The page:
Abstract: The Requirements of Risk: Contesting Race Discrimination in the American Life Insurance Industry at the Turn of the Twentieth Century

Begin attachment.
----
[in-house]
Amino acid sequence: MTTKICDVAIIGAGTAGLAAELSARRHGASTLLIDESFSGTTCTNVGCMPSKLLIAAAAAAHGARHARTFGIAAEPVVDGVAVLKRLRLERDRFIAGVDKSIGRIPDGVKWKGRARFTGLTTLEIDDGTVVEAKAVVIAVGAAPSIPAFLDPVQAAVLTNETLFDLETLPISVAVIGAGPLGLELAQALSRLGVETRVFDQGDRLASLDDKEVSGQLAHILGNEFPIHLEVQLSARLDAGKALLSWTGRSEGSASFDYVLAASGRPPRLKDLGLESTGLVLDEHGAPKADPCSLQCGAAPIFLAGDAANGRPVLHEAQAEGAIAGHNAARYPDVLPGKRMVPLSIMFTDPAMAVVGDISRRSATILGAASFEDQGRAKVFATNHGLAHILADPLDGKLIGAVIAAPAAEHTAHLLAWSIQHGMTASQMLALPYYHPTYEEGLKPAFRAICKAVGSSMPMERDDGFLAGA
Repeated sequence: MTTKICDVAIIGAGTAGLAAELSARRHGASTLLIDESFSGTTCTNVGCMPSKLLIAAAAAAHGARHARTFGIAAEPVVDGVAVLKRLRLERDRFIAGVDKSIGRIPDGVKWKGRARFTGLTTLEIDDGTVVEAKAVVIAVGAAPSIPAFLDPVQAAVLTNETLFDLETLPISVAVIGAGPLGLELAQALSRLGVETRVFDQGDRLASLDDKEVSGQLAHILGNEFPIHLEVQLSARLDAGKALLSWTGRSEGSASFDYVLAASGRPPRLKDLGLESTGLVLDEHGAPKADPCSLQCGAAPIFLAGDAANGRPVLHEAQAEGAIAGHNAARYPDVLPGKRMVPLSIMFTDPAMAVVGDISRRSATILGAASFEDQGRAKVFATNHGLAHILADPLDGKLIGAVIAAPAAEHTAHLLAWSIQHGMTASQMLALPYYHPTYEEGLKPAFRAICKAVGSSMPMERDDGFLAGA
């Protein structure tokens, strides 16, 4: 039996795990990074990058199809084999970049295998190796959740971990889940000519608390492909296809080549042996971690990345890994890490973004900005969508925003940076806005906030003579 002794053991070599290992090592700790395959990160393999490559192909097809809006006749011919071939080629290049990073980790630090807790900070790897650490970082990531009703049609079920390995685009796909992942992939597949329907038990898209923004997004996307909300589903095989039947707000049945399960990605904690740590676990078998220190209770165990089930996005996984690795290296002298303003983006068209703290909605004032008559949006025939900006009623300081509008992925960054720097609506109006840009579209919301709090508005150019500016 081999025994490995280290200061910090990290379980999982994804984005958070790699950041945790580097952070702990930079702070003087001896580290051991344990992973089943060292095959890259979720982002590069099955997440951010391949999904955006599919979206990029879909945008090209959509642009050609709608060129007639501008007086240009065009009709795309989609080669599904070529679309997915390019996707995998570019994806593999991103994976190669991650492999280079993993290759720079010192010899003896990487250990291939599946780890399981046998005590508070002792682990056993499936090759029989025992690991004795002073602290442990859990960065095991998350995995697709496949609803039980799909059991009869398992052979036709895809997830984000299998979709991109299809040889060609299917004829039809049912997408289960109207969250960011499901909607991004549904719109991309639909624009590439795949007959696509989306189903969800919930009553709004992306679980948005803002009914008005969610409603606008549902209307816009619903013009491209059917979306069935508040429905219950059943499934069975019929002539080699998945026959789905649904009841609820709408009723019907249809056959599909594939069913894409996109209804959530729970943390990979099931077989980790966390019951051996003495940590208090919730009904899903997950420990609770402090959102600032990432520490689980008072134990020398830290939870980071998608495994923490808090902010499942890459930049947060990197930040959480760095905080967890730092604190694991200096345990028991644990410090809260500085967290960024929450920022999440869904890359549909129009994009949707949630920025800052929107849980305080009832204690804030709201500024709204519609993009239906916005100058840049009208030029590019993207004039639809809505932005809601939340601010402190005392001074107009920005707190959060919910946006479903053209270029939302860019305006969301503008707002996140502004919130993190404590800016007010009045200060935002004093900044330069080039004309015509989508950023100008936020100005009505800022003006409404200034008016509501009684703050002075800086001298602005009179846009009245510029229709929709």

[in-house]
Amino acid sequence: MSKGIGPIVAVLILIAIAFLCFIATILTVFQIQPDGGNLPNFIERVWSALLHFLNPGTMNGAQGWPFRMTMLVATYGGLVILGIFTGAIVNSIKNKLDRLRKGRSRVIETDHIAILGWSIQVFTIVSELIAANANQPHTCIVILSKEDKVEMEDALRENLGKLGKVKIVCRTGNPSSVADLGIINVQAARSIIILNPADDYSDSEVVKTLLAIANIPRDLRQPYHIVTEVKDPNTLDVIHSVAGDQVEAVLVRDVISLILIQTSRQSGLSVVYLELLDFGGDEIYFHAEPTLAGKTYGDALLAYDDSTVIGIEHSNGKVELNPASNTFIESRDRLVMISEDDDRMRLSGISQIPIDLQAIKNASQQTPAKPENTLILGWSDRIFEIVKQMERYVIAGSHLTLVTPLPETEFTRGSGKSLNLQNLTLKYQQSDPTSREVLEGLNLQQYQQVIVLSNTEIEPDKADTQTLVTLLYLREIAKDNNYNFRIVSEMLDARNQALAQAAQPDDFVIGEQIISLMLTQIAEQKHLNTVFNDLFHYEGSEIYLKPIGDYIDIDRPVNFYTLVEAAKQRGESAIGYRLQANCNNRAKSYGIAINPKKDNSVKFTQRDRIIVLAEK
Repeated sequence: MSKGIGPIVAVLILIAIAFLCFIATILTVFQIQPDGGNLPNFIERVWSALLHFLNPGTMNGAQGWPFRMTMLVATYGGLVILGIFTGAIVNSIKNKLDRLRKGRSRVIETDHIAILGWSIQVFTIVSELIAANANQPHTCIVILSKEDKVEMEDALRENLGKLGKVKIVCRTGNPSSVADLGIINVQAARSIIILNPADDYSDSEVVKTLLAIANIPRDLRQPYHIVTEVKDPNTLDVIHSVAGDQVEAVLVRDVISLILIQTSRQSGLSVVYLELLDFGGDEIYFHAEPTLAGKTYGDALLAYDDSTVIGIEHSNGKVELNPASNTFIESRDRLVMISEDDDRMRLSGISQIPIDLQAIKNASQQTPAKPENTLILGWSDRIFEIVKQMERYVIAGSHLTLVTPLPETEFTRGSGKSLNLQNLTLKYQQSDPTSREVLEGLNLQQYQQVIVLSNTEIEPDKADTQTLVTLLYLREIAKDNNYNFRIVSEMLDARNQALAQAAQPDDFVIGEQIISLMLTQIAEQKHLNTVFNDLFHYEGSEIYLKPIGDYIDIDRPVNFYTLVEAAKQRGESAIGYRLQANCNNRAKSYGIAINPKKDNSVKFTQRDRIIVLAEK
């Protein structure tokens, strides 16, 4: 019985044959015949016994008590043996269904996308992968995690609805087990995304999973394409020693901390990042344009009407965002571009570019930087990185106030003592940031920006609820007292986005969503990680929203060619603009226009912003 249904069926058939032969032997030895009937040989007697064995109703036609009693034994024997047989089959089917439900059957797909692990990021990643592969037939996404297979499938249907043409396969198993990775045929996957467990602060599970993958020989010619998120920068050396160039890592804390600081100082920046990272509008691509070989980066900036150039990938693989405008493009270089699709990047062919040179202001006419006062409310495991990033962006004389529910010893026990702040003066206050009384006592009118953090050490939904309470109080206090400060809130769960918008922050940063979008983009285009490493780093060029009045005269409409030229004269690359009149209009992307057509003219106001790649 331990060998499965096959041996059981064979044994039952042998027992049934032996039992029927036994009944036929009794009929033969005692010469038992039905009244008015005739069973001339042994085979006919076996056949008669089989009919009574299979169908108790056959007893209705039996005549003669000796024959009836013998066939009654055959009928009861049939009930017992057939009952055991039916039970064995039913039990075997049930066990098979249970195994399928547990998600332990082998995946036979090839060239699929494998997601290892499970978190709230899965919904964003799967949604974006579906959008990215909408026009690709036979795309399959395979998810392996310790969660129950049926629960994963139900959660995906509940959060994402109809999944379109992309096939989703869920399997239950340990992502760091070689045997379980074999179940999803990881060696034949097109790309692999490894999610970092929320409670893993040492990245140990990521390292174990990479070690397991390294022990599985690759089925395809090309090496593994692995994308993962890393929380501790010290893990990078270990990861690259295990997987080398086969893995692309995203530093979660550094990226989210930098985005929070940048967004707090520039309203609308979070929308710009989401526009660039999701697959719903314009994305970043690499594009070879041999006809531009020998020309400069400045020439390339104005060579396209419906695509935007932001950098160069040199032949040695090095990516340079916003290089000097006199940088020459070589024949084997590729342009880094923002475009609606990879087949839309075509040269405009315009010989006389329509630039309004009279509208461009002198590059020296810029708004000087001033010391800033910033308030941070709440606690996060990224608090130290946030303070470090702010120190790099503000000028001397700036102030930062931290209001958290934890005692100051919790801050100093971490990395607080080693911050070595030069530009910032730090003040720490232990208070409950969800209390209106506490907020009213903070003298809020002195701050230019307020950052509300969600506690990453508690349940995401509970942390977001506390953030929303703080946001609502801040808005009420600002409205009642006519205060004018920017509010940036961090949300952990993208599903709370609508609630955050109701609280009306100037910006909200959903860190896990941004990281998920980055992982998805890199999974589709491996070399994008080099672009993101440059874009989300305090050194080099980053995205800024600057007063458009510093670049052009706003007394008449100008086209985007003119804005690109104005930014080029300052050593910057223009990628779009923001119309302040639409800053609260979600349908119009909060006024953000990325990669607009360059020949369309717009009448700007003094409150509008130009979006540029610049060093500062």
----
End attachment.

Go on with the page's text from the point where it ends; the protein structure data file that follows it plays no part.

This paper explores state-level efforts to ban discrimination by race in the American North at the end of the nineteenth century and shows the long-term consequences of these efforts. Six state legislatures banned race discrimination before the turn of the new century, yet this apparent victory for civil rights advocates proved shallow. Insurer's logic of difference—that differences in risk required discrimination—survived the new legislation and eventually undermined it. The paper argues that insurers in the early twentieth century created new justifications, rooted in science but distinct from traditional scientific racism, for discrimination by race, and in the process built a powerful statistical infrastructure to study the African American population. Life insurers, it demonstrates, became centers for the production of knowledge about race and mortality in America: it was a requirement of risk.